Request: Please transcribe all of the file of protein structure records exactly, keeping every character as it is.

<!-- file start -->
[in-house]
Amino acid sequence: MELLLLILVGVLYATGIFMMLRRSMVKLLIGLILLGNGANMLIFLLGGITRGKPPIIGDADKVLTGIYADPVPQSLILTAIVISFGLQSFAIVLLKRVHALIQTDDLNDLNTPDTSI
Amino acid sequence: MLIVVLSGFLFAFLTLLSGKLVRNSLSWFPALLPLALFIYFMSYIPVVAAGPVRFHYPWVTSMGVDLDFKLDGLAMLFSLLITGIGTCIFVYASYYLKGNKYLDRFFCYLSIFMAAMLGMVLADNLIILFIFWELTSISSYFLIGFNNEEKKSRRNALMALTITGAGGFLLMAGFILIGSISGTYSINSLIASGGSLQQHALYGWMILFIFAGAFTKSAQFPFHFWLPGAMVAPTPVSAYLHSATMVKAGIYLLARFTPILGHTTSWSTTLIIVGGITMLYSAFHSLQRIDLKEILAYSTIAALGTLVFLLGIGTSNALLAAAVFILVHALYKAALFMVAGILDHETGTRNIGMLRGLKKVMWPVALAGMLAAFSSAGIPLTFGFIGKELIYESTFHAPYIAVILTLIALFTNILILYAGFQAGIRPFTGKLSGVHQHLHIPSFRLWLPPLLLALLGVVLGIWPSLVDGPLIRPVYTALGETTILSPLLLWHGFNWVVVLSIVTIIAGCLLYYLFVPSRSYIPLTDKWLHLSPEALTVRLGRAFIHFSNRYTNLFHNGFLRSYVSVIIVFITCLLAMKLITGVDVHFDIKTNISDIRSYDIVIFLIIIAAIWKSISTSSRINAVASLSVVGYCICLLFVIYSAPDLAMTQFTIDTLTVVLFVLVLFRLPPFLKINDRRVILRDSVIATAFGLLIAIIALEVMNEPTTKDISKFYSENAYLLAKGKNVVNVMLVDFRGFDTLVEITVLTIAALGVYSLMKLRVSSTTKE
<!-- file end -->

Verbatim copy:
[in-house]
Amino acid sequence: MELLLLILVGVLYATGIFMMLRRSMVKLLIGLILLGNGANMLIFLLGGITRGKPPIIGDADKVLTGIYADPVPQSLILTAIVISFGLQSFAIVLLKRVHALIQTDDLNDLNTPDTSI
Amino acid sequence: MLIVVLSGFLFAFLTLLSGKLVRNSLSWFPALLPLALFIYFMSYIPVVAAGPVRFHYPWVTSMGVDLDFKLDGLAMLFSLLITGIGTCIFVYASYYLKGNKYLDRFFCYLSIFMAAMLGMVLADNLIILFIFWELTSISSYFLIGFNNEEKKSRRNALMALTITGAGGFLLMAGFILIGSISGTYSINSLIASGGSLQQHALYGWMILFIFAGAFTKSAQFPFHFWLPGAMVAPTPVSAYLHSATMVKAGIYLLARFTPILGHTTSWSTTLIIVGGITMLYSAFHSLQRIDLKEILAYSTIAALGTLVFLLGIGTSNALLAAAVFILVHALYKAALFMVAGILDHETGTRNIGMLRGLKKVMWPVALAGMLAAFSSAGIPLTFGFIGKELIYESTFHAPYIAVILTLIALFTNILILYAGFQAGIRPFTGKLSGVHQHLHIPSFRLWLPPLLLALLGVVLGIWPSLVDGPLIRPVYTALGETTILSPLLLWHGFNWVVVLSIVTIIAGCLLYYLFVPSRSYIPLTDKWLHLSPEALTVRLGRAFIHFSNRYTNLFHNGFLRSYVSVIIVFITCLLAMKLITGVDVHFDIKTNISDIRSYDIVIFLIIIAAIWKSISTSSRINAVASLSVVGYCICLLFVIYSAPDLAMTQFTIDTLTVVLFVLVLFRLPPFLKINDRRVILRDSVIATAFGLLIAIIALEVMNEPTTKDISKFYSENAYLLAKGKNVVNVMLVDFRGFDTLVEITVLTIAALGVYSLMKLRVSSTTKE